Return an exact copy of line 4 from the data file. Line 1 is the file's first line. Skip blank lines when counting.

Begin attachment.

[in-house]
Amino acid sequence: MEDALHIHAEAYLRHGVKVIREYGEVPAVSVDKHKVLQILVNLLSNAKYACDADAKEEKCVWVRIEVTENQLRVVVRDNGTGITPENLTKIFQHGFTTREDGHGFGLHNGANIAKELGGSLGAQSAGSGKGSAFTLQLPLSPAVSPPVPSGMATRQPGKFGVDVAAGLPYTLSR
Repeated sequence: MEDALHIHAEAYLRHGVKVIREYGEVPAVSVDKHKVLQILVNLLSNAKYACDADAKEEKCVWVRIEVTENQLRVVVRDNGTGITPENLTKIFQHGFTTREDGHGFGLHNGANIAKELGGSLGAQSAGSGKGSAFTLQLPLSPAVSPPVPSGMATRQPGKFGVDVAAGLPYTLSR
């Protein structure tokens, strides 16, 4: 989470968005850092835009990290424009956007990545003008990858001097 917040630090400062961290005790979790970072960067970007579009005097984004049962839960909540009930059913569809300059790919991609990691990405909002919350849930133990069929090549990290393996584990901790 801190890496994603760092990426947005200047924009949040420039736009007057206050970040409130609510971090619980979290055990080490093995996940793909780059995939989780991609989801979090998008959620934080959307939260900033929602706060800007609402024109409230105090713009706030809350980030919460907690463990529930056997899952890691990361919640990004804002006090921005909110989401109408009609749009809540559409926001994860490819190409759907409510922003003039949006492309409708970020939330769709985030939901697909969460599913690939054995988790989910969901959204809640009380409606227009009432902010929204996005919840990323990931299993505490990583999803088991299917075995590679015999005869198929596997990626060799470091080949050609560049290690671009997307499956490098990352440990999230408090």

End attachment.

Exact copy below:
């Protein structure tokens, strides 16, 4: 989470968005850092835009990290424009956007990545003008990858001097 917040630090400062961290005790979790970072960067970007579009005097984004049962839960909540009930059913569809300059790919991609990691990405909002919350849930133990069929090549990290393996584990901790 801190890496994603760092990426947005200047924009949040420039736009007057206050970040409130609510971090619980979290055990080490093995996940793909780059995939989780991609989801979090998008959620934080959307939260900033929602706060800007609402024109409230105090713009706030809350980030919460907690463990529930056997899952890691990361919640990004804002006090921005909110989401109408009609749009809540559409926001994860490819190409759907409510922003003039949006492309409708970020939330769709985030939901697909969460599913690939054995988790989910969901959204809640009380409606227009009432902010929204996005919840990323990931299993505490990583999803088991299917075995590679015999005869198929596997990626060799470091080949050609560049290690671009997307499956490098990352440990999230408090």